Employment's Bright Spot Hides Injury Problem
The food services sector was one of the few U.S. economic sectors still growing in May 2011. A National Council of La Raza analyst says vulnerable workers in the industry are pressured to hide injuries and forgo treatment, however.
Food services was the bright spot in the U.S. Labor Department's anemic May 2011 hiring and employment report released June 3. Food services and drinking places added 13,600 workers during May, continuing a growth pattern that saw the sector average 31,900 new hires per month from February through April.
But how good are these new jobs? The National Council of La Raza (NCLR) in Washington, D.C., published a new report June 3 about Latino workers in food services pointing out that this sector employs a disproportionately large share of low-wage workers, and Latinos are overrepresented in its lower-paying occupations, such as cooks.
NCLR agreed in May to an alliance with OSHA.
Catherine Singley, senior policy analyst on NCLR's Economic and Employment Policy Project, said NCLR hopes through the alliance to better equip OSHA personnel to act on workers' safety complaints. She said NCLR's part will be communicating with nearly 300 affiliate organizations in 40 states -- social services agencies, job training organizations, and the like -- because they are the first line of contact with workers, she said during a June 3 interview.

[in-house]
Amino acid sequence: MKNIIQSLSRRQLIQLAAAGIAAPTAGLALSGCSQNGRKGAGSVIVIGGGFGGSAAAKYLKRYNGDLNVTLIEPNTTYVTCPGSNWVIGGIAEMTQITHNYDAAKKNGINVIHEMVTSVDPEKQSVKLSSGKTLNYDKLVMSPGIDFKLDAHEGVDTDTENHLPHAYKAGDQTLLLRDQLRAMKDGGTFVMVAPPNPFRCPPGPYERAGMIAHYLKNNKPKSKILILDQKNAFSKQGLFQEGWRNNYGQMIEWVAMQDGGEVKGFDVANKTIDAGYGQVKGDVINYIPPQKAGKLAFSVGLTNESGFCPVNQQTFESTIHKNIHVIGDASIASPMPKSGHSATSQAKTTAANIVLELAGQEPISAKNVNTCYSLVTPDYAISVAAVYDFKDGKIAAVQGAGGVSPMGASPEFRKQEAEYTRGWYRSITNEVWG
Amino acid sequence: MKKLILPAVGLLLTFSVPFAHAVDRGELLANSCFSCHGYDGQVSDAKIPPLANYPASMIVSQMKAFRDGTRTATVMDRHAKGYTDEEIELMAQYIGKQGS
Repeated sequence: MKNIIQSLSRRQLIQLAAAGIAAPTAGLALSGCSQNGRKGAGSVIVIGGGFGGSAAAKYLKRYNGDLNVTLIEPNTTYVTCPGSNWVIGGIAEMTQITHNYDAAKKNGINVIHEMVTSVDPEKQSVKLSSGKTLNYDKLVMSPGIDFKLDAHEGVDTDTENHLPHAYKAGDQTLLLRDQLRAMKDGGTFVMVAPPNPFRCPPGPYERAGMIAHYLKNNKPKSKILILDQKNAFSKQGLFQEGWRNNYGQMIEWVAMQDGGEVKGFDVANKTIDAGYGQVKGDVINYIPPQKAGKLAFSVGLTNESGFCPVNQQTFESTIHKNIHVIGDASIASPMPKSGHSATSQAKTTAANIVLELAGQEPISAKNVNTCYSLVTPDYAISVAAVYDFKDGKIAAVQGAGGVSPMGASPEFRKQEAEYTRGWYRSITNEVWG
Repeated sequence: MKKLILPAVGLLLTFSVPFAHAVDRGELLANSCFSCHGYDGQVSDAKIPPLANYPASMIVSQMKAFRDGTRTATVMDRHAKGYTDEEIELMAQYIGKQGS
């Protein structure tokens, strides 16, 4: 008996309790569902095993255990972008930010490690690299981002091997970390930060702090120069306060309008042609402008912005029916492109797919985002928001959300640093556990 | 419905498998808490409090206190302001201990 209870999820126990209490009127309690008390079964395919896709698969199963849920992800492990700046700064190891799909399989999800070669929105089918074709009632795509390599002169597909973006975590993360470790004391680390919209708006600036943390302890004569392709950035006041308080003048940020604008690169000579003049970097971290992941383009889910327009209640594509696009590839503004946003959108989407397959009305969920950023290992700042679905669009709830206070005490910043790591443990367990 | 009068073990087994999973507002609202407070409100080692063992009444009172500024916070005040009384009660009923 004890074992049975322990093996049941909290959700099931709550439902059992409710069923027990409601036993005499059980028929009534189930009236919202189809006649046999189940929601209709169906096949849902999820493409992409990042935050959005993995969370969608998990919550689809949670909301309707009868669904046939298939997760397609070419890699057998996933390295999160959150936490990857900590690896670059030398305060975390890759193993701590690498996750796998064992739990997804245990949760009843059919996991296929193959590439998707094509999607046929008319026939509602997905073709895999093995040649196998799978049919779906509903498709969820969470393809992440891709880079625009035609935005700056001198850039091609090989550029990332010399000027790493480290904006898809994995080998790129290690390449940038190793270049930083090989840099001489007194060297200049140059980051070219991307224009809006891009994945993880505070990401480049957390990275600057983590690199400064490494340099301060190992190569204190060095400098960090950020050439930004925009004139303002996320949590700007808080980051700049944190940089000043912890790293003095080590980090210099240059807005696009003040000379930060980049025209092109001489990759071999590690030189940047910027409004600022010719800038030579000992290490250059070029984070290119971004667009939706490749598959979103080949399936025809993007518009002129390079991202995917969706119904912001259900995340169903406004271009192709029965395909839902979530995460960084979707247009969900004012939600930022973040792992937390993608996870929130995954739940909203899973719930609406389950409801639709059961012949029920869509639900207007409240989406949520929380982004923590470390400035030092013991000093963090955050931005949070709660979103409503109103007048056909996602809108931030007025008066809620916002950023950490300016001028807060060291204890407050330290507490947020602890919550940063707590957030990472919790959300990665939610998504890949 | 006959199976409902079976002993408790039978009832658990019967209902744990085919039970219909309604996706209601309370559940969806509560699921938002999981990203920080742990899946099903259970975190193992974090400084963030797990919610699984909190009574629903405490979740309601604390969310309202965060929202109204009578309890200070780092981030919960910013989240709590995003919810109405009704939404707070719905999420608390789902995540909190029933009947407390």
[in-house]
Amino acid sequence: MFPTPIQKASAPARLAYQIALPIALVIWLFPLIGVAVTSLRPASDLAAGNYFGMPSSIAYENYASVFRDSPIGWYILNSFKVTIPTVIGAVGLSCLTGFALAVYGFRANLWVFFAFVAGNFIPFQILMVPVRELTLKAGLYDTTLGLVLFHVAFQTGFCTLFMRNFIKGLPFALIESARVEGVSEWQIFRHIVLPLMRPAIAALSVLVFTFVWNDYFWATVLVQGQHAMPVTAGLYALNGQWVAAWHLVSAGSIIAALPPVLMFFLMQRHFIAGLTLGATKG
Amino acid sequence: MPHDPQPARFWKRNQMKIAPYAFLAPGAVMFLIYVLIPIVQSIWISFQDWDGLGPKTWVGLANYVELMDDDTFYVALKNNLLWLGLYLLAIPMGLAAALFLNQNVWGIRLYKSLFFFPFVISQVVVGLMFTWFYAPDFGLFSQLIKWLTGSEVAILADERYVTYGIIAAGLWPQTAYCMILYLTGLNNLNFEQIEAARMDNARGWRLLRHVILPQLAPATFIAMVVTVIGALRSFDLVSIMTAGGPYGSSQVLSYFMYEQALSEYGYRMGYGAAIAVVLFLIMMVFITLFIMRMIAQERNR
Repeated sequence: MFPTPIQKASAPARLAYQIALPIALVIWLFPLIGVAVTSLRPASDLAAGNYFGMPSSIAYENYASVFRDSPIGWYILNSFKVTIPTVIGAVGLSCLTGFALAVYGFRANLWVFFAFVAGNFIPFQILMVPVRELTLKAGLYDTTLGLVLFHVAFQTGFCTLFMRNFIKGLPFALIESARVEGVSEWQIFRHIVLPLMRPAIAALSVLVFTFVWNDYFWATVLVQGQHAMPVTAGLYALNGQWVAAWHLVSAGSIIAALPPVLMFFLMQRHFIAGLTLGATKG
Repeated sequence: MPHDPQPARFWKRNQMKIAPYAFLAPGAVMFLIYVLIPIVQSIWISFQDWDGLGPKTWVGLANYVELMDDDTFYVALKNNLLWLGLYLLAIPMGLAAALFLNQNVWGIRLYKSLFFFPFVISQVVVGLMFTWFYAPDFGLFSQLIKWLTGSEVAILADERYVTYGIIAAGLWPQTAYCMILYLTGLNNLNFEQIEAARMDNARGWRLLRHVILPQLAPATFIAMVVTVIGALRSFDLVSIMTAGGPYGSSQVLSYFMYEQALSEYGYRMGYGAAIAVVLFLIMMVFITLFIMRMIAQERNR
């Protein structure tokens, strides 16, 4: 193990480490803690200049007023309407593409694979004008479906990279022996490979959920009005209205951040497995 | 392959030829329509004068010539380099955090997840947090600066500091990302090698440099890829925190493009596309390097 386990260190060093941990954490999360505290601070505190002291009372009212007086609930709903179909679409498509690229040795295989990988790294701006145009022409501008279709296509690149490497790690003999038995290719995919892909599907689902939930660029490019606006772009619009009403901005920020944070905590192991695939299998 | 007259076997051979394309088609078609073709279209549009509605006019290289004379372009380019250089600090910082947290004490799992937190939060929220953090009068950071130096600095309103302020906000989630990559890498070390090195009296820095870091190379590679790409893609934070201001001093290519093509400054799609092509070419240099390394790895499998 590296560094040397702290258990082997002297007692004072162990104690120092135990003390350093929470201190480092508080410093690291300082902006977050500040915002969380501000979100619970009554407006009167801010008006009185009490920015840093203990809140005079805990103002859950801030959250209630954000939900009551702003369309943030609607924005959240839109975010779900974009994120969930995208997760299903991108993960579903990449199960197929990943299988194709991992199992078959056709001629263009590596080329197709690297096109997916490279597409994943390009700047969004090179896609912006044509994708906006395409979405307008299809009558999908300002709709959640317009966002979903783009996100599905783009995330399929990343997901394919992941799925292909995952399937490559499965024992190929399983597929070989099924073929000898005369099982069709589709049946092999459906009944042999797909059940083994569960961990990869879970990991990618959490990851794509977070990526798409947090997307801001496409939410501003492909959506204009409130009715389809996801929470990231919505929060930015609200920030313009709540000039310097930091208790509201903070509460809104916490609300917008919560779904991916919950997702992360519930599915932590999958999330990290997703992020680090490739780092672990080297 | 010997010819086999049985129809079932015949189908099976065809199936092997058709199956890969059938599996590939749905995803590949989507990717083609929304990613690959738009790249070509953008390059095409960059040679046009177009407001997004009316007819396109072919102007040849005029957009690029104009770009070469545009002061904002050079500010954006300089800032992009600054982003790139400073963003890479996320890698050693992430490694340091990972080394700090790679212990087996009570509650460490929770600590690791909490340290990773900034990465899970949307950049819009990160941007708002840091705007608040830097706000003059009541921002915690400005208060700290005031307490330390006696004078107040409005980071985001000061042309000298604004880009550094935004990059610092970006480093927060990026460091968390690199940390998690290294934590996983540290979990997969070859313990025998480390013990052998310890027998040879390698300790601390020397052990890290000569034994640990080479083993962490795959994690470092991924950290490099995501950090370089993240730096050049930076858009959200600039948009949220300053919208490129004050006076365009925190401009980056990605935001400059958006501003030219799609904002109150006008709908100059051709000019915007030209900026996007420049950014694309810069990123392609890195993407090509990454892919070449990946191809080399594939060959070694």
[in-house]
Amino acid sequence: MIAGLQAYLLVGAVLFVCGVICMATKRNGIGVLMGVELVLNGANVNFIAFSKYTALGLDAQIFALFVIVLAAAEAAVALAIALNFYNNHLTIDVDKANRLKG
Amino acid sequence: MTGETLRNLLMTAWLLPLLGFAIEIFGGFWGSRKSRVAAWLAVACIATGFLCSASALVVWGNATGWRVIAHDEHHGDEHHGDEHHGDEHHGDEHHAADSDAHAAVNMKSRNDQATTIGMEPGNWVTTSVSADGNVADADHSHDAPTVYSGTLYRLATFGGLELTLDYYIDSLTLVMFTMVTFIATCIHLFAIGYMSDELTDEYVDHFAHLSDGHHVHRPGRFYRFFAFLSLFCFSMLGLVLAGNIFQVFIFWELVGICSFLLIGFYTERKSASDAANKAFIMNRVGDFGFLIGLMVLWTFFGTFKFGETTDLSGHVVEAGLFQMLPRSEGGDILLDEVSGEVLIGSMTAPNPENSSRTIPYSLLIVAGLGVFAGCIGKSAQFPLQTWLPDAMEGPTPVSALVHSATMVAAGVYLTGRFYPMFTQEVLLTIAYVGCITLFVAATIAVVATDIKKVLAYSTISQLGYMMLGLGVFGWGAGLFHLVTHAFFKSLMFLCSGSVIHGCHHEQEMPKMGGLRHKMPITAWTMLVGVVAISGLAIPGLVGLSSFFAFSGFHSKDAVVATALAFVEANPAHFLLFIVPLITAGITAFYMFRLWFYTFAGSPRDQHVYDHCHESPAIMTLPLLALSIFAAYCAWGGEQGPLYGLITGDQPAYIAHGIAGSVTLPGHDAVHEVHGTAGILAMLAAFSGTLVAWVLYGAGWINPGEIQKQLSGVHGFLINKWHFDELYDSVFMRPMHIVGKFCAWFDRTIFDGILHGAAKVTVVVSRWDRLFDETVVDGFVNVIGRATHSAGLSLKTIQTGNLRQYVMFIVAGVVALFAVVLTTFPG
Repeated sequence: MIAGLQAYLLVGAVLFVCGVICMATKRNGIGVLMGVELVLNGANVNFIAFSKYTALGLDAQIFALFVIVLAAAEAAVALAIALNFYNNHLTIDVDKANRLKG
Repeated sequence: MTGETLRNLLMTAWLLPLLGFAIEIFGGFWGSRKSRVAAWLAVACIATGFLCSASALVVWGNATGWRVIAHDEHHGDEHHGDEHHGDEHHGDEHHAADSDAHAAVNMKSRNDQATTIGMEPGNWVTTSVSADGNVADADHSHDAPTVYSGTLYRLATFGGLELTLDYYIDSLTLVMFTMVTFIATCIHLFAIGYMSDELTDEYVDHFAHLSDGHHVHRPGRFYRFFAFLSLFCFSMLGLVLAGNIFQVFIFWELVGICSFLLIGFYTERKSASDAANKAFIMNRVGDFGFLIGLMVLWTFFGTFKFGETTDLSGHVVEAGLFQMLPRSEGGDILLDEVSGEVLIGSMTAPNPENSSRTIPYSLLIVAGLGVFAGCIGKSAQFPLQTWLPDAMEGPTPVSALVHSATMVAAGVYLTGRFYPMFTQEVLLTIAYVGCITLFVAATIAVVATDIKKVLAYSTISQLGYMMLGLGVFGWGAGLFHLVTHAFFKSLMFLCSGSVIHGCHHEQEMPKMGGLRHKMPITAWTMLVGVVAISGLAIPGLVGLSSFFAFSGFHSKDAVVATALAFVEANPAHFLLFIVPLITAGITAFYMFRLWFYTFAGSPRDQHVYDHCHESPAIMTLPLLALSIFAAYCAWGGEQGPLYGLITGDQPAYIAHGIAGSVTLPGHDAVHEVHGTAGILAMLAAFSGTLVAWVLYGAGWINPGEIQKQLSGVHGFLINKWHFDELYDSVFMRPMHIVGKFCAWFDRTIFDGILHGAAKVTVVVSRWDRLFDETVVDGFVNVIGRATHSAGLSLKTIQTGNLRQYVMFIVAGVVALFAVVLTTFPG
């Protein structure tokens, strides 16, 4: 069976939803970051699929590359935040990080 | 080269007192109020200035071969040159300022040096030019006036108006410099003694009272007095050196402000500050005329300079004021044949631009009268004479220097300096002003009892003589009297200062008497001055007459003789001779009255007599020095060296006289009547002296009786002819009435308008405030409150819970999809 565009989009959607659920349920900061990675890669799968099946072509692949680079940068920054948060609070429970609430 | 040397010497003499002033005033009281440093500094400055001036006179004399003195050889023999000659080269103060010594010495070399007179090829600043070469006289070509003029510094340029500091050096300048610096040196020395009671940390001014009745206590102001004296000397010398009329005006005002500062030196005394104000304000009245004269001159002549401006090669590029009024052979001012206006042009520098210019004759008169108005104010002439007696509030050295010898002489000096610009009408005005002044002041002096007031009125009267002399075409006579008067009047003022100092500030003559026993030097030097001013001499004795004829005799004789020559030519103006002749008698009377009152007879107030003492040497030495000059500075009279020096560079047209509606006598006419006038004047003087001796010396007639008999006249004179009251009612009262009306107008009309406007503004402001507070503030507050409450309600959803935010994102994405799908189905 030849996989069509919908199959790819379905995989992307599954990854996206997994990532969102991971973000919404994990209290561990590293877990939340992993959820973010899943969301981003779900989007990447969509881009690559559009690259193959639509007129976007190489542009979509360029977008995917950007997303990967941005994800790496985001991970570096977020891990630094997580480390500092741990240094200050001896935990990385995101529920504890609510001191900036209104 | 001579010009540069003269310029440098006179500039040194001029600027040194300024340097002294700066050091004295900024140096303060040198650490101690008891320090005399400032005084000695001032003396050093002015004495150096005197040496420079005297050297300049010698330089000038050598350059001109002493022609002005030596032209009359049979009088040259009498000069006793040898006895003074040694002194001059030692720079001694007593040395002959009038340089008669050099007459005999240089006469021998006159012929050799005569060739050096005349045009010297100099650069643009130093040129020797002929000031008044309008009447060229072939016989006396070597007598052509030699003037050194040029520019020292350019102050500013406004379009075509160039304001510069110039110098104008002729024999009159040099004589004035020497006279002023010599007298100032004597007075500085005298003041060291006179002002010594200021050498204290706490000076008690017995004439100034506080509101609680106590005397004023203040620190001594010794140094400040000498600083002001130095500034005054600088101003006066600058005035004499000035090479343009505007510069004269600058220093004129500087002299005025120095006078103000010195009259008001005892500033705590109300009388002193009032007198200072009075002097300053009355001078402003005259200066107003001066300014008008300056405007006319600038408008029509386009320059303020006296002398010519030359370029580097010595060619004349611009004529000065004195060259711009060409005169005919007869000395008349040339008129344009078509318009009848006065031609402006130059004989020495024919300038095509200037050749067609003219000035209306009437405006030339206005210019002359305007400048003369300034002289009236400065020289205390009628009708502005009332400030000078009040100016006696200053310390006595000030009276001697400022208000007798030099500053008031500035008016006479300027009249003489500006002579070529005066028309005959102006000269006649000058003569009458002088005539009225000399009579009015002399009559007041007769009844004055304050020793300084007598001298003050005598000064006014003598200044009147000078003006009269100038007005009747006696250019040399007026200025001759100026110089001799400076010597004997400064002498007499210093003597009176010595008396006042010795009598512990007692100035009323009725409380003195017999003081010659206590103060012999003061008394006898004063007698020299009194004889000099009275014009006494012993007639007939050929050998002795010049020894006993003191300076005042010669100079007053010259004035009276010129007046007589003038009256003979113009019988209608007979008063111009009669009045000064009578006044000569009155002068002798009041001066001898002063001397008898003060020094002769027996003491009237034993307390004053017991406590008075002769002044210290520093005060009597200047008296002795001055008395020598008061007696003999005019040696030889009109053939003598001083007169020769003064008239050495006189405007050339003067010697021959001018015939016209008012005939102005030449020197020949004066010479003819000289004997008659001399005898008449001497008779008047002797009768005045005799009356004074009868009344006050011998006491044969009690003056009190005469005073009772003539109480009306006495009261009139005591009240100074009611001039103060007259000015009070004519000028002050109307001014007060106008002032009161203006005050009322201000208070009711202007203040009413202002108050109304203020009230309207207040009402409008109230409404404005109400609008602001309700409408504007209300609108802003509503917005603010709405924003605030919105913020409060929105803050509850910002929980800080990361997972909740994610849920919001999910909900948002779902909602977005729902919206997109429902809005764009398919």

"Before the recession, job quality issues were getting a lot of attention," said Singley, who has worked for NCLR for about four years. Speaking about the food services sector's job growth in May, she said, "It's a bit of a bright spot. I don't want to give too much emphasis to it because it's such a large industry, and 13,600 is a really small increase.
"So much of the burden of enforcement has shifted to the workers," she said. "We're calling on government and businesses and workers to re-engage. Government needs to re-enter the equation because it's tilted right now. There's such a problem with underreporting of injuries in the restaurant industry. . . . It's really a race-to-the-bottom industry."
The Restaurant Opportunities Centers United put the spotlight on this problem with its September 2010 report titled "Serving While Sick," Singley said, explaining that workers frequently hide burns, slip-and-fall injuries, and hand and wrist injuries because they feel pressured not to report them and not to seek treatment. Many lack health insurance.
Improving this state of affairs rests mainly with either the Labor Department's OSHA and Wage and Hour Division or food service employers. But at this point, NCLR is not planning to engage the employer groups on these issues, she said. "We're pleased with some of the progress that the Labor Department has been able to make in the last couple of years," Singley said, "but we're looking forward to trying to reach the most vulnerable workers. . . . We haven't tried to engage the industry on this front," and doing so is not included in the OSHA alliance agreement, she added.